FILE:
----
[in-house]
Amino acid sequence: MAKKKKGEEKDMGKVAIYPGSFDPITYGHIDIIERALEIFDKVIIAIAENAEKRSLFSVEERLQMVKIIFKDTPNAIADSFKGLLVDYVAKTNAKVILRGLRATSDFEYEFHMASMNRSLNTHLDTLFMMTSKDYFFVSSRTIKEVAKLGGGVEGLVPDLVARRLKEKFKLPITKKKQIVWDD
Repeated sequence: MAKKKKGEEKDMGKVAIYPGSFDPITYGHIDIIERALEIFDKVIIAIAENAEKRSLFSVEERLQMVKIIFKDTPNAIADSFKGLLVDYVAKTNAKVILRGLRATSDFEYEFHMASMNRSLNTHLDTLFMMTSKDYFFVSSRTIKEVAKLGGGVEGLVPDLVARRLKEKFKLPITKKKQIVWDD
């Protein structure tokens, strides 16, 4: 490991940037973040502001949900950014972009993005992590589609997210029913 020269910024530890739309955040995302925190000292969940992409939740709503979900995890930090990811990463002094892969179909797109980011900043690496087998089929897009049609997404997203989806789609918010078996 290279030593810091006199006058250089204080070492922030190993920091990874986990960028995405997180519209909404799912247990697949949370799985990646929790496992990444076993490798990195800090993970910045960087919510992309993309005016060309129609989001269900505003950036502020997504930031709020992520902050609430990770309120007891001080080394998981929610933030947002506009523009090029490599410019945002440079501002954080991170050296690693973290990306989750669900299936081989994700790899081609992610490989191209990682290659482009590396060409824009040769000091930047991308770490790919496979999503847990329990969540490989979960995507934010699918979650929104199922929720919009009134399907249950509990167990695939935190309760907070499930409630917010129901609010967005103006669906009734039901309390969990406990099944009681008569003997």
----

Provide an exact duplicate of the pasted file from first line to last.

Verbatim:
[in-house]
Amino acid sequence: MAKKKKGEEKDMGKVAIYPGSFDPITYGHIDIIERALEIFDKVIIAIAENAEKRSLFSVEERLQMVKIIFKDTPNAIADSFKGLLVDYVAKTNAKVILRGLRATSDFEYEFHMASMNRSLNTHLDTLFMMTSKDYFFVSSRTIKEVAKLGGGVEGLVPDLVARRLKEKFKLPITKKKQIVWDD
Repeated sequence: MAKKKKGEEKDMGKVAIYPGSFDPITYGHIDIIERALEIFDKVIIAIAENAEKRSLFSVEERLQMVKIIFKDTPNAIADSFKGLLVDYVAKTNAKVILRGLRATSDFEYEFHMASMNRSLNTHLDTLFMMTSKDYFFVSSRTIKEVAKLGGGVEGLVPDLVARRLKEKFKLPITKKKQIVWDD
């Protein structure tokens, strides 16, 4: 490991940037973040502001949900950014972009993005992590589609997210029913 020269910024530890739309955040995302925190000292969940992409939740709503979900995890930090990811990463002094892969179909797109980011900043690496087998089929897009049609997404997203989806789609918010078996 290279030593810091006199006058250089204080070492922030190993920091990874986990960028995405997180519209909404799912247990697949949370799985990646929790496992990444076993490798990195800090993970910045960087919510992309993309005016060309129609989001269900505003950036502020997504930031709020992520902050609430990770309120007891001080080394998981929610933030947002506009523009090029490599410019945002440079501002954080991170050296690693973290990306989750669900299936081989994700790899081609992610490989191209990682290659482009590396060409824009040769000091930047991308770490790919496979999503847990329990969540490989979960995507934010699918979650929104199922929720919009009134399907249950509990167990695939935190309760907070499930409630917010129901609010967005103006669906009734039901309390969990406990099944009681008569003997």